Those are all examples of animals that are more closely related to us than moss is!
Why should we believe that we will have any comprehension of the senses, let alone the thought processes, of alien life?
In fact humans are fantastically inept at interspecies communication. Whales and humans are so closely related that they’re both mammals. Whales are intelligent and use vocal language to communicate, yet how many of us can speak Whale?
We are remarkably uninterested in communicating with species less intelligent than our own, yet we believe that a highly developed alien species is going to be super-keen to have a chat with us. There are probably intelligences out there that make our intellects look like that of an ant. How many times a day do you attempt to pass your knowledge onto an ant?
And you’re often pretty close to an ant.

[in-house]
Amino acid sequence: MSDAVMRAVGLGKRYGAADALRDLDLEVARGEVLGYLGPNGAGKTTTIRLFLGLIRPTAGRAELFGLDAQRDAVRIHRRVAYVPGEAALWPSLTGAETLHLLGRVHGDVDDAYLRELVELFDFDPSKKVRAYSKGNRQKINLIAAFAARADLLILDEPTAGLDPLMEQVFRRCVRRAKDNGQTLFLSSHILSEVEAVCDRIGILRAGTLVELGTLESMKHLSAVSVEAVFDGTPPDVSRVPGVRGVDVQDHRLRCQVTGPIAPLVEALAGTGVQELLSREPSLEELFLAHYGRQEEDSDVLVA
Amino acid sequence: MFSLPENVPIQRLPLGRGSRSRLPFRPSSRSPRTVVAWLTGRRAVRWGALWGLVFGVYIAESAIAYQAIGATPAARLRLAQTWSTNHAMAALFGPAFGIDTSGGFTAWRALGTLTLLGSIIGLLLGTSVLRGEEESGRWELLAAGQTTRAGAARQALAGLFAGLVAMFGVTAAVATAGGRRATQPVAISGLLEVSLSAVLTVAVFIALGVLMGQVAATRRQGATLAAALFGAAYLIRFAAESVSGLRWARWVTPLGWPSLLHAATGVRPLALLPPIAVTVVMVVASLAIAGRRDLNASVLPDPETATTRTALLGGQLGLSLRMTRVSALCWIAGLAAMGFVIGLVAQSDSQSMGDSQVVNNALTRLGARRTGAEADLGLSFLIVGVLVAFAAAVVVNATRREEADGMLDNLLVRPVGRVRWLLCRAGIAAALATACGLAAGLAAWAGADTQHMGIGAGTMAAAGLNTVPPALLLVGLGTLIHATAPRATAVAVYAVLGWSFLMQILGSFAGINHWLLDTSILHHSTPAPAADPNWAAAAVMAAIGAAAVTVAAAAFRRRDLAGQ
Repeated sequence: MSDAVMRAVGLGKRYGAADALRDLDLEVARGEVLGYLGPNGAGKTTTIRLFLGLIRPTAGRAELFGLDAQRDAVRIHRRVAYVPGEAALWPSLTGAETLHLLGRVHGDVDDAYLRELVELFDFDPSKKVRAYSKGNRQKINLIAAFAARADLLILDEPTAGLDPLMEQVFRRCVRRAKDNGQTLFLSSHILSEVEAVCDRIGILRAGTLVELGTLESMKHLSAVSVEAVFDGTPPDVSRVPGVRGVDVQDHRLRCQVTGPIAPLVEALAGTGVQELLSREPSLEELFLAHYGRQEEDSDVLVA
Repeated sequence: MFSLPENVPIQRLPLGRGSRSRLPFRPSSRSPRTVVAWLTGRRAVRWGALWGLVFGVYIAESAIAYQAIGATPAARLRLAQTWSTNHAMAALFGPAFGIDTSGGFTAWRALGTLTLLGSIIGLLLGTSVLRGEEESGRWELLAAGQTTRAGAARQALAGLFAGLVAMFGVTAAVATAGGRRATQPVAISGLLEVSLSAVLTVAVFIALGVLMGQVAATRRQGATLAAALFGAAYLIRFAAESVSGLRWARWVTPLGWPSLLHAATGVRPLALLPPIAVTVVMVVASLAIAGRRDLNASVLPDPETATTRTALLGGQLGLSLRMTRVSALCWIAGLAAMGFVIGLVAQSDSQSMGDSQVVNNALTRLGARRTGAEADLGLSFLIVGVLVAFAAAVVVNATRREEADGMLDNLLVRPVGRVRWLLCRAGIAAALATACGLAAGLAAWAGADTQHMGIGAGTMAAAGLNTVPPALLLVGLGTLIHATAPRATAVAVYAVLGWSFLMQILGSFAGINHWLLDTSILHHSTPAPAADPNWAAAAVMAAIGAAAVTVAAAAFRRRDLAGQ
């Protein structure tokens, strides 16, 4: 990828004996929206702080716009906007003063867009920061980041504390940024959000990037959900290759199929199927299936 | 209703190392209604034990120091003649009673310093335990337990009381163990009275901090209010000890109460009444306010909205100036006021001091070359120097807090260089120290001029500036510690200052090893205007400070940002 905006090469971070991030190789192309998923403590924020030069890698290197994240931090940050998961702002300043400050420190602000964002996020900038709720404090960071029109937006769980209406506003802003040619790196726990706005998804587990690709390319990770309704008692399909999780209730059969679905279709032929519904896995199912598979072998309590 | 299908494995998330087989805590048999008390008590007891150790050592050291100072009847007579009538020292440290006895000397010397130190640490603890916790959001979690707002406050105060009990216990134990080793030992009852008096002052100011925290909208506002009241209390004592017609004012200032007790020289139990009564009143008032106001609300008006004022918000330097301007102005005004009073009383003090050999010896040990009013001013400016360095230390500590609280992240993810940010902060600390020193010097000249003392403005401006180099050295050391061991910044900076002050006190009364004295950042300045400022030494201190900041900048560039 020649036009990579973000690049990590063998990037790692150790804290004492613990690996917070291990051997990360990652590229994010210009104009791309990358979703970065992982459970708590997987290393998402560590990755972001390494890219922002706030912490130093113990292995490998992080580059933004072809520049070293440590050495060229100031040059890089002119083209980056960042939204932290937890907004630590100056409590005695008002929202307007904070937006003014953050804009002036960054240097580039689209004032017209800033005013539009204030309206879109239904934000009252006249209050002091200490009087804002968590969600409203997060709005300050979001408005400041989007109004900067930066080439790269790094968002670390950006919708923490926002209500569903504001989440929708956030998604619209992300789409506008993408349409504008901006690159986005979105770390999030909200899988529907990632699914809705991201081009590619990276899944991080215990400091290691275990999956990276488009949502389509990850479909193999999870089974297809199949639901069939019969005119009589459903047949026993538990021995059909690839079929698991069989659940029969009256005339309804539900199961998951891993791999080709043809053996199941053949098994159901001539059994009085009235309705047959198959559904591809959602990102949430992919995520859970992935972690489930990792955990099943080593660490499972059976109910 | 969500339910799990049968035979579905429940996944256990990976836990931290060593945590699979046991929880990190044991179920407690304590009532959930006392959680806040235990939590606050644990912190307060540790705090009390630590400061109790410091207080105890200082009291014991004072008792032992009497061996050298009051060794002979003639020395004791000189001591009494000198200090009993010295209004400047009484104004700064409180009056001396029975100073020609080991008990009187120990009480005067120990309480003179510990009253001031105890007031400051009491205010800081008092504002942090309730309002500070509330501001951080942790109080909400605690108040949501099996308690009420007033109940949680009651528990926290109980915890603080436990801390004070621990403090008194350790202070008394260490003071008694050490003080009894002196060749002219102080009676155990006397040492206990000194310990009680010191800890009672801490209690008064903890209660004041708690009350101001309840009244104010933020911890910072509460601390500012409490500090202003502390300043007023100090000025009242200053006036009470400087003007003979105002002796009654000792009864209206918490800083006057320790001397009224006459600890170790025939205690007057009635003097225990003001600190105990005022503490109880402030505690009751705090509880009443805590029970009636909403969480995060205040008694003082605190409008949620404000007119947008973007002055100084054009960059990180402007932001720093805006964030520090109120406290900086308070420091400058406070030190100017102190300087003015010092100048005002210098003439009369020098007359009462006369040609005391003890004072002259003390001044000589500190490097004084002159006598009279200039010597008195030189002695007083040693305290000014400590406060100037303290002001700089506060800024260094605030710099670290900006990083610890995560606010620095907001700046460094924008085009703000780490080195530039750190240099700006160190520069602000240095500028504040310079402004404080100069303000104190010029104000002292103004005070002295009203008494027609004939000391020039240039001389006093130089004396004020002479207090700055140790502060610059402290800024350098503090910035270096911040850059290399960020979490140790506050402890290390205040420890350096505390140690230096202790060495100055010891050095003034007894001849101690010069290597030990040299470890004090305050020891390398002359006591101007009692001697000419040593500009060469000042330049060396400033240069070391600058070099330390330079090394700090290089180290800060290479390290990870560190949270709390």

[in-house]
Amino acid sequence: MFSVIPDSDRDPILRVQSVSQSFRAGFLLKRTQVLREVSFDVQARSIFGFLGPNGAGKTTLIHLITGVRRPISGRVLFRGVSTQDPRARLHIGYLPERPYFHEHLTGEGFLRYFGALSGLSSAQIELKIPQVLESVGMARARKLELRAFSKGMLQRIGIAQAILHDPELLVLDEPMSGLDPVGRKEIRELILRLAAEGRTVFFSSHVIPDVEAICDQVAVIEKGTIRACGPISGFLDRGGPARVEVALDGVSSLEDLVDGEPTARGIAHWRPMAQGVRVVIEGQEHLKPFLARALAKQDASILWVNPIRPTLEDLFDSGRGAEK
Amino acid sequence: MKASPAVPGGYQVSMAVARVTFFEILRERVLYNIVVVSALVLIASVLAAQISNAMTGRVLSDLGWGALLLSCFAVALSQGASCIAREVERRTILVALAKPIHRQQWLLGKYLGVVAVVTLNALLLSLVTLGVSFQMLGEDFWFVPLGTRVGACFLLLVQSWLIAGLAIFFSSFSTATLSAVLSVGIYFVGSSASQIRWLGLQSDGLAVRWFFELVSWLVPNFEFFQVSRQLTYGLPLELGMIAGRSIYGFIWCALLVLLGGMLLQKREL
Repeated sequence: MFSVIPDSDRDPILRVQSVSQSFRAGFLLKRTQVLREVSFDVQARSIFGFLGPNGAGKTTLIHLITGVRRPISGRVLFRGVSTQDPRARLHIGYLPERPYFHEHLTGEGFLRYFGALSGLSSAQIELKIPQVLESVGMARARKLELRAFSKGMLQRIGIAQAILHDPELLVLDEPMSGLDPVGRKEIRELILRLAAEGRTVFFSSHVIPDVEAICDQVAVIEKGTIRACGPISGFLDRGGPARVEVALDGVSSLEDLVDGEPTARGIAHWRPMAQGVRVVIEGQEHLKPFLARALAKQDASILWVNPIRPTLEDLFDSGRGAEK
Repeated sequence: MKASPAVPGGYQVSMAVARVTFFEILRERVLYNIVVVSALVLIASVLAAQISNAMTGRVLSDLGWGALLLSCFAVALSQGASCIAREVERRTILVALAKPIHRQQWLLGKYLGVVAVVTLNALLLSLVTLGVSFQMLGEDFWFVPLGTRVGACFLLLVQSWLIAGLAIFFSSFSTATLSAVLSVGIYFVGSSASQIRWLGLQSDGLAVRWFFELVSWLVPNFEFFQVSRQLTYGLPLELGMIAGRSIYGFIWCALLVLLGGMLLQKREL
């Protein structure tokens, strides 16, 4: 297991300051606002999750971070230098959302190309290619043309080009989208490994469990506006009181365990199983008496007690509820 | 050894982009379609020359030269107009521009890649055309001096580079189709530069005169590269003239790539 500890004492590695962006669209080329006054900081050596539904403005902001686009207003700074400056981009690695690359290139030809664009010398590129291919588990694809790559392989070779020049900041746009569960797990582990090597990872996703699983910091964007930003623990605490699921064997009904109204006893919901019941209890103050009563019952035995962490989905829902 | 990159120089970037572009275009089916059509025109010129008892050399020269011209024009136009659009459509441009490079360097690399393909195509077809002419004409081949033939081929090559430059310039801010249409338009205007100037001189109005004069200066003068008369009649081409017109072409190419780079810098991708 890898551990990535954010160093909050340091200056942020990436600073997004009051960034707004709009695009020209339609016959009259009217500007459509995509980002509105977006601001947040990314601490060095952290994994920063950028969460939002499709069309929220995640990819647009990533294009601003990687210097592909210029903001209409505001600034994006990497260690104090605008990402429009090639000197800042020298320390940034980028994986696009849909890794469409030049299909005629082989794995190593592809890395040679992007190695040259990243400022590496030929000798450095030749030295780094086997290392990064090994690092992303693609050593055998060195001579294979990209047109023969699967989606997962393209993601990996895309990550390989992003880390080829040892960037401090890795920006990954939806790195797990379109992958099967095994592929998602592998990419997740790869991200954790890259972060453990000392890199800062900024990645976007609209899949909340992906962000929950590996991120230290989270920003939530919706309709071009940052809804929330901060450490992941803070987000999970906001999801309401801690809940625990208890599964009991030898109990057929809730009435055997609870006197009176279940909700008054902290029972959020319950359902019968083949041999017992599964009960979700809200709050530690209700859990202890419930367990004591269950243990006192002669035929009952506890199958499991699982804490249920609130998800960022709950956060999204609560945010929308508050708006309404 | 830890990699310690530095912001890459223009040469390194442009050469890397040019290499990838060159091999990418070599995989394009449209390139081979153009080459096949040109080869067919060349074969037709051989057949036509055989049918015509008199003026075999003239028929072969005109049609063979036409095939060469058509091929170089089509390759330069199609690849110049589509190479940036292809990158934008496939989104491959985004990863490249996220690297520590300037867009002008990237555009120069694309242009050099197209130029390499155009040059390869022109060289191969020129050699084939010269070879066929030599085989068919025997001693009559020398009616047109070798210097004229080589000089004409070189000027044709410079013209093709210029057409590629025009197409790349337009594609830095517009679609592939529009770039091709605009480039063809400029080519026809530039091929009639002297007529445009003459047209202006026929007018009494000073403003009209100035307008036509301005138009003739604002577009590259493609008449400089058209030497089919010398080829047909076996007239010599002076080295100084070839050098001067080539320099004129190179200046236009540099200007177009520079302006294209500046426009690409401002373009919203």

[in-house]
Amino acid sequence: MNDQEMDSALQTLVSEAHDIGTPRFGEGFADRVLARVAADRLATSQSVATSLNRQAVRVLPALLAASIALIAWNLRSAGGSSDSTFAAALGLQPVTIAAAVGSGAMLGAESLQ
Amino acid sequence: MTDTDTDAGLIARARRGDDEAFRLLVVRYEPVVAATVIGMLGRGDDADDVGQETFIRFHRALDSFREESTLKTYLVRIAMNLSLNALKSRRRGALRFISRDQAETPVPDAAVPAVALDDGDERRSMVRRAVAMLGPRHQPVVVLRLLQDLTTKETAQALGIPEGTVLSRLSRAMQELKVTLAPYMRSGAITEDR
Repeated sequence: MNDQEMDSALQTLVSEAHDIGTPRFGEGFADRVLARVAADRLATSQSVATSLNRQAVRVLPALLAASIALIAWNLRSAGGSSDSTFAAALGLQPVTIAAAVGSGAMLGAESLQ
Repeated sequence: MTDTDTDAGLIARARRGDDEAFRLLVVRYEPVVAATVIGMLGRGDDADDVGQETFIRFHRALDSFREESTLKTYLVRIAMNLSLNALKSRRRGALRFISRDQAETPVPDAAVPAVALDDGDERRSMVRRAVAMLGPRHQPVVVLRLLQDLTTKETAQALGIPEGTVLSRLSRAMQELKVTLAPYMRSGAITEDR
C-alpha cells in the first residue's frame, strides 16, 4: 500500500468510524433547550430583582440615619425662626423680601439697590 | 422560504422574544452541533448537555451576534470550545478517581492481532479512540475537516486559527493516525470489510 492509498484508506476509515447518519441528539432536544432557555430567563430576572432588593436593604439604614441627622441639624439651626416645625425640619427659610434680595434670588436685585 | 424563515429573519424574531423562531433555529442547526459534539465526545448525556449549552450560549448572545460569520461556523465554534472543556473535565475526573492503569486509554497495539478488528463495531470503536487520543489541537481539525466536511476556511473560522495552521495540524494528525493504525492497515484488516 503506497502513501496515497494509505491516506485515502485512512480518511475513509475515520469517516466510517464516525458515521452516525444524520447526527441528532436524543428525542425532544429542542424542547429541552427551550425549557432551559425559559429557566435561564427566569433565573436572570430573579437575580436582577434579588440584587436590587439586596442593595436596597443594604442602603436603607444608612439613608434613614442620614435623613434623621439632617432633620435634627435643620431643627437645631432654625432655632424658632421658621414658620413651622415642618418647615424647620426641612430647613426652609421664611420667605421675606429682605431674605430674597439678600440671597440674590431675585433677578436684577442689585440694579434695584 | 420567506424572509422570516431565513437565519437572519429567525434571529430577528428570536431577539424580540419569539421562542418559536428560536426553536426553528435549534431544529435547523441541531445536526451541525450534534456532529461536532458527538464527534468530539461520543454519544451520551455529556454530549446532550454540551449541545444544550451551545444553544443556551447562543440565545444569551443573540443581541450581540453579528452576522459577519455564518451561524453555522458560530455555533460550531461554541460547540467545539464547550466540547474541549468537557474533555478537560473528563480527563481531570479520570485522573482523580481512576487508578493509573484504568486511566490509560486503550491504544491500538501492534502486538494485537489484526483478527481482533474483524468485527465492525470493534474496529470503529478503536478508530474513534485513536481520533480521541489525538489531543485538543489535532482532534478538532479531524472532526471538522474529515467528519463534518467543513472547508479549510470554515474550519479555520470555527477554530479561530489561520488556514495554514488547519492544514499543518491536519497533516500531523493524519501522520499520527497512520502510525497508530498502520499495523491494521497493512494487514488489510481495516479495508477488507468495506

Aliens coming to earth to pass on their wisdom would be like me walking across the Sahara in order to communicate with an ant mound.
People just aren’t into that sort of thing, so I see no reason why aliens should be.
In fact, why should aliens need to use senses in the first place?
If humans developed their mental presence, rather than focusing entirely on their physical presence, they could get to the point where their minds could create a perfectly functioning dreamworld. Perhaps they would be interconnected, perhaps they wouldn’t need to be. They could get rid of the clumsy, inefficient human body and live forever in their thoughts.
Why should an alien bother with the hassle of interstellar travel when it could access a universe in its own mind? The very idea that aliens would require any sort of physical presence might be completely misguided.